Maybe this book fits into the "read everything" category (hey, it works for me!). I think Dr. Seuss was a lot more entertaining, and at least as wise.

Here is the dangerous thing. Great high school students know the entertainment value of a speech like this. Poor students may not. Maybe witty McMillan doesn't mind. Well, that's not fair... of course she minds. These (usually) witty comments just don't deserve to be legitimized in book form ("Do my laundry, Mom... I read it in a book!").

Bottom line? This book is a poor investment in the future. If you are looking for a gift for a graduating senior, how about a dictionary, a watch, a resume polishing session, or sponsor a visit to a college. This book is not even big enough for a doorstop.
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2 of 2 people found the following review helpful By Lee on December 11, 2007
Format: Hardcover Verified Purchase
I gave this book to someone as a gift. She had a few ideas of what she wanted to go to college for, but was undecided which one to choose. It bothered her going into college not knowing exactly what she wanted to major in. Even though everyone around her told her those feeling were normal I guess reading it made it better. This book was perfect, it let her know those feeling were normal (like we told her) and that after a few classes it would come to her. I guess heating it from a strange made her believe what everyone around her was telling her. After her 1st year of college she decided on her childhood dream and is on her way to becoming a pediatrian. I think this is the perfect gift fo any student entering college that is undecided or scared. It gives great advice, tells how parents and students feel about the transition of leaving the "nest".
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By Lynn Carthane on June 13, 2013
Format: Hardcover Verified Purchase
Non-traditional advice with a quirky, yet no-nonsense tone. It's brevity is also a plus. Can be given to girls or guys as either will appreciate the humor and honesty.
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By Ama Wale on October 31, 2012
Format: Kindle Edition Verified Purchase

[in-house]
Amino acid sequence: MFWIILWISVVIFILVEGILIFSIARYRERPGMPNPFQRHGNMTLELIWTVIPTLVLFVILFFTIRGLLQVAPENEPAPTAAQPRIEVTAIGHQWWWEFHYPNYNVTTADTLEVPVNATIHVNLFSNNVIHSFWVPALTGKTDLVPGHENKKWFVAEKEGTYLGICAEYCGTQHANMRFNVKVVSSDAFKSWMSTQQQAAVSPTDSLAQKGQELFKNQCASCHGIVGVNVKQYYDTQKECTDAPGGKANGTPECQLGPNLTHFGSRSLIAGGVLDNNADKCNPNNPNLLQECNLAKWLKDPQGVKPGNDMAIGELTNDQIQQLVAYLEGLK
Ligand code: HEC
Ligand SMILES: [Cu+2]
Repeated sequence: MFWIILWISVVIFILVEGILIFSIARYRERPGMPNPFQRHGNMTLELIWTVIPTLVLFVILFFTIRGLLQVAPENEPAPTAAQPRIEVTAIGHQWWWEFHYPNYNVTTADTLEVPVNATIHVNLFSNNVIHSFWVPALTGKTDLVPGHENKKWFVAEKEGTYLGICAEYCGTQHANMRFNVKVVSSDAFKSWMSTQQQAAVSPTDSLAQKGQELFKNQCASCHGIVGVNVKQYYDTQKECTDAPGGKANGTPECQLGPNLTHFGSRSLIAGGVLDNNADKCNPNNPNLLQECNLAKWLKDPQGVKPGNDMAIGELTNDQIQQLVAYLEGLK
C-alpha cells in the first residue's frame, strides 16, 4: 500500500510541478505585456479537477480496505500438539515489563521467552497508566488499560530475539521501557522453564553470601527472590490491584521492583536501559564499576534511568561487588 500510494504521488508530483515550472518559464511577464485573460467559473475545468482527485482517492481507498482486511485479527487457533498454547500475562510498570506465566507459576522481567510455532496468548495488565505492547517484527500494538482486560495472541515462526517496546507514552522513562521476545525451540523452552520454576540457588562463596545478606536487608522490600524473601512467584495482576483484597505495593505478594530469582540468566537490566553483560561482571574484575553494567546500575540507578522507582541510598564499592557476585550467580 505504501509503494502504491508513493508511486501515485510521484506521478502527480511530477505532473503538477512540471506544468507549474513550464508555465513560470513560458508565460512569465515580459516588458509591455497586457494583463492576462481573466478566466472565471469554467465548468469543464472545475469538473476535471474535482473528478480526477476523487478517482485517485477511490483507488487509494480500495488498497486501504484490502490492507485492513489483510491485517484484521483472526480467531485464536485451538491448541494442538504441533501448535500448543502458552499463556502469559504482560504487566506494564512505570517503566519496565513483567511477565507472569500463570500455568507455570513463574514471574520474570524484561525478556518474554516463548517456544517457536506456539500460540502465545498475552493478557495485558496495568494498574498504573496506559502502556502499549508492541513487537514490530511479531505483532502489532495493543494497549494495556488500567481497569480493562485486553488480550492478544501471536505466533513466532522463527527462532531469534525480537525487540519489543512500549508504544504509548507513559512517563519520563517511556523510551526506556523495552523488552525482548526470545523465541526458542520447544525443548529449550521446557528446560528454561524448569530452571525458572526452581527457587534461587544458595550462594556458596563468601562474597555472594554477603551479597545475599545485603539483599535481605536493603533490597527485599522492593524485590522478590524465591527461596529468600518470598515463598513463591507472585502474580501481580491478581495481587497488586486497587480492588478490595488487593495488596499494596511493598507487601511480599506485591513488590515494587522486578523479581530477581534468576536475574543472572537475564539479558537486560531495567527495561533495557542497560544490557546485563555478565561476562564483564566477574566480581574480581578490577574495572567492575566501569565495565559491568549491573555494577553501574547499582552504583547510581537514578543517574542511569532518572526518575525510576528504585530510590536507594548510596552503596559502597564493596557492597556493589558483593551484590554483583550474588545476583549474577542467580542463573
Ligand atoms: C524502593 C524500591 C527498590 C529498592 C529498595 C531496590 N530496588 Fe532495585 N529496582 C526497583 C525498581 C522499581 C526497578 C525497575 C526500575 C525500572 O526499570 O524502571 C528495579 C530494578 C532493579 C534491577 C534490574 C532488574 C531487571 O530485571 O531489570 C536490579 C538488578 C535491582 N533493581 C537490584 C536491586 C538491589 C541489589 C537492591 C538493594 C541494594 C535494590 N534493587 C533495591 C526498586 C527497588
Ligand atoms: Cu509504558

Its an OK book for the high school grad. I find its brevity appealing. I gave it to my daughter who read it on a short flight. A bit of a pep talk - confidence boosting would've been a great addition. All in all, its OK - while not very original ideas or pointers for teenagers, its a good refresher.
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1 of 2 people found the following review helpful By Trilogy Poetry Review on November 30, 2006
Format: Hardcover
This book is really an interesting read. It's funny, factually serious, and will make you laugh at the same time. As the title suggests, there are times when one will be clueless while in college, or during the middle of an exam, and that is okay because it will balance out eventually. It is a learning experience and not the end!

The book is easy reading. The chapters flow very well and the imagery in each chapter is very apparent. The most appealing chapter is about "Doing it with gusto!" Chapter number five is fireworks! Having self confidence, doing it with enthusiasm, and getting it right are ways to live by.

There are some golden nuggets to live by in this book. For example, getting a summer job when school is out is a great thing. One should not get sloppy drunk and stay away from street drugs. Getting physical and staying in shape is a must. It is wonderful to get adequate sleep at night. Eating veggies and making God proud is awesome! These are some golden suggestions mentioned in the book.

One can read this book in short order. It is excellent and will stimulate the mind. I have read it twice already.

Recommendation of other books to read: Trilogy Moments for the Mind, Body and Soul, and A Trilogy of Poetry, Prose and Thoughts for the Mind, Body and Soul which includes the new Epulaeryu poetic form.